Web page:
Mutual concerns with wildlife and conservation form the basis of our Pen Pal Program uniting young people from distant lands with a common interest serves to reinforce in all the participants the importance of their own valuable resources as seen through the eyes of students half a world away.
The pen pal program began at the inception of the Rural Outreach Program. Our first library was built in the village of Kahurura located at the forestry station on Mt. Kenya.
In this first effort we partnered the students of Kahurura School with the children of the Ascot Infant School in Ascot, England. The program was inspired by Roselle Cameron, who had a son named Duncan who was a student at Ascot Infant School. Ms. Powers and Mrs. Cameron discussed creating an activity to link the students of Duncan’s class with our students in Kenya, and together they came up with the idea of a pen pal program. At the same time, the William Holden Wildlife Foundation was building its first rural library at Kahurura and it seemed a perfect opportunity to attach a Pen Pal Program.
Long after Duncan graduated from Ascot Infant School the Headmistress of the school so loved the program that she personally continued encouraging pen pals between our students and hers. Sadly, Mrs. Cameron has passed away, but her son and her husband continue to be great supporters of our work and the Pen Pal Program that she inspired carries on in her memory. Today our policy is to have at least one pen pal class per rural outreach school.
WHWF President Stefanie Powers with the
Ascott Heath Infant School students (circa 1989)
Our education coordinators and the teachers must guide the students in the appropriate content for their letters, staying within the range of topics as follows:
Final approval of the content of the letters is the responsibility of the teachers and our education coordinators.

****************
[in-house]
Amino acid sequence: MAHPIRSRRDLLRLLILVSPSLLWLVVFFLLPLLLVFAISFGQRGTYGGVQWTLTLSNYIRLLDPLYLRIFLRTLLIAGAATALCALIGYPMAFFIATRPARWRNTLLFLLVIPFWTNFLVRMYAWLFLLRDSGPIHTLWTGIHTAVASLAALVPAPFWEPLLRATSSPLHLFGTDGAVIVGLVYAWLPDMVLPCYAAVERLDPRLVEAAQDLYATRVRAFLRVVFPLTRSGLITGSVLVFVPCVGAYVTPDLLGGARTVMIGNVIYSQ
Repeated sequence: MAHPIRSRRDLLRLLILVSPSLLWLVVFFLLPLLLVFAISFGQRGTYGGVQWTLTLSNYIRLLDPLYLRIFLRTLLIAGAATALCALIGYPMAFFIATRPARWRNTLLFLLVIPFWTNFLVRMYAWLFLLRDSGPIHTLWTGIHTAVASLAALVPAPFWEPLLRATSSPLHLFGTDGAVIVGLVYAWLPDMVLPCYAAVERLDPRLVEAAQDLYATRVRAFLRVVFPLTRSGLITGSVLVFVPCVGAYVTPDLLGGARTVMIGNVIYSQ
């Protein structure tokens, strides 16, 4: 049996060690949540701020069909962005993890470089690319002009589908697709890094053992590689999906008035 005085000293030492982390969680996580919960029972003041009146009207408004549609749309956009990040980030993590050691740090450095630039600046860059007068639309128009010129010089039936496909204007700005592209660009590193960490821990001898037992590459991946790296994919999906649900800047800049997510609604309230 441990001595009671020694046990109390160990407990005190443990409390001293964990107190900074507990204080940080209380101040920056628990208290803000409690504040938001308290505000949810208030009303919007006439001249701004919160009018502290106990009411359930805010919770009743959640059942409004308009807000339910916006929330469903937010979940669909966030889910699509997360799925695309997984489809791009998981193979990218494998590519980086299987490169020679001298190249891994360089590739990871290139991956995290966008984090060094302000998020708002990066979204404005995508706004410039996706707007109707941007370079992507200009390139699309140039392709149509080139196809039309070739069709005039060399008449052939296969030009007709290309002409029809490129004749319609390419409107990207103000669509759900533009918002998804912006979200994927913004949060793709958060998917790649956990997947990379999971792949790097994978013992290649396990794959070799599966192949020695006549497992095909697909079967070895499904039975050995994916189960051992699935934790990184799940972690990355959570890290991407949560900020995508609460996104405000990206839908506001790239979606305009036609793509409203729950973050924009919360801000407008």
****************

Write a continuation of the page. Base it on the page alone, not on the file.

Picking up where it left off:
Our students in Kenya greatly enjoy having an international pen pal and we encourage the students to stay in touch with one another. It is important to remind the international students that in general the standard of living of the students they write to in Kenya is very different from their own, with considerably less privilege than they have. In addition, the technologies they enjoy are, in most cases, not available to their Kenyan counterparts and the students should approach the exchange of ideas with that understanding.
It has proven to be interesting for pen pals to describe what they do when they wake in the morning on an average school day as a comparison of lifestyles, as well as an interesting exercise in personal observations of their own world and the world around them.
If you are a teacher who would be interested in having your class of students participate in our Pen Pal Program, please email us at firstname.lastname@example.org, or call our office at +1 (310) 274-3169, and we would be happy to answer any questions you have and send you our Pen Pal Protocol document for review. We will then see if we can match your students to a class of students at one of our rural outreach program schools.